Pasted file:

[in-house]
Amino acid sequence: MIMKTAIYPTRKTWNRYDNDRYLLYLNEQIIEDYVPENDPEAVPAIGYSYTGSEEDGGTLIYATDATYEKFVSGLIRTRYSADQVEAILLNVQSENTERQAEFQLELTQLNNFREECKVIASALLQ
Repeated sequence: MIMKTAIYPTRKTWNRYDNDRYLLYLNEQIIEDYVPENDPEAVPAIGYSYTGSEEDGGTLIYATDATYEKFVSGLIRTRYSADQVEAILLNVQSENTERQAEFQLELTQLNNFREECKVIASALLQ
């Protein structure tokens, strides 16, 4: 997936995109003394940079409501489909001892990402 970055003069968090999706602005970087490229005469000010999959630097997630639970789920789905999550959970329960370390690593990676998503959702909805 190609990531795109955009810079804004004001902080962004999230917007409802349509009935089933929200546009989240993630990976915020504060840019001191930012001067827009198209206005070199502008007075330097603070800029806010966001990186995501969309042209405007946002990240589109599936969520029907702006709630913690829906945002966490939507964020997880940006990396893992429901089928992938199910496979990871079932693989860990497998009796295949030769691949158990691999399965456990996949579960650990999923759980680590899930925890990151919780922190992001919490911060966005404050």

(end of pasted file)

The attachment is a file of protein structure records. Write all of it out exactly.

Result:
[in-house]
Amino acid sequence: MIMKTAIYPTRKTWNRYDNDRYLLYLNEQIIEDYVPENDPEAVPAIGYSYTGSEEDGGTLIYATDATYEKFVSGLIRTRYSADQVEAILLNVQSENTERQAEFQLELTQLNNFREECKVIASALLQ
Repeated sequence: MIMKTAIYPTRKTWNRYDNDRYLLYLNEQIIEDYVPENDPEAVPAIGYSYTGSEEDGGTLIYATDATYEKFVSGLIRTRYSADQVEAILLNVQSENTERQAEFQLELTQLNNFREECKVIASALLQ
């Protein structure tokens, strides 16, 4: 997936995109003394940079409501489909001892990402 970055003069968090999706602005970087490229005469000010999959630097997630639970789920789905999550959970329960370390690593990676998503959702909805 190609990531795109955009810079804004004001902080962004999230917007409802349509009935089933929200546009989240993630990976915020504060840019001191930012001067827009198209206005070199502008007075330097603070800029806010966001990186995501969309042209405007946002990240589109599936969520029907702006709630913690829906945002966490939507964020997880940006990396893992429901089928992938199910496979990871079932693989860990497998009796295949030769691949158990691999399965456990996949579960650990999923759980680590899930925890990151919780922190992001919490911060966005404050």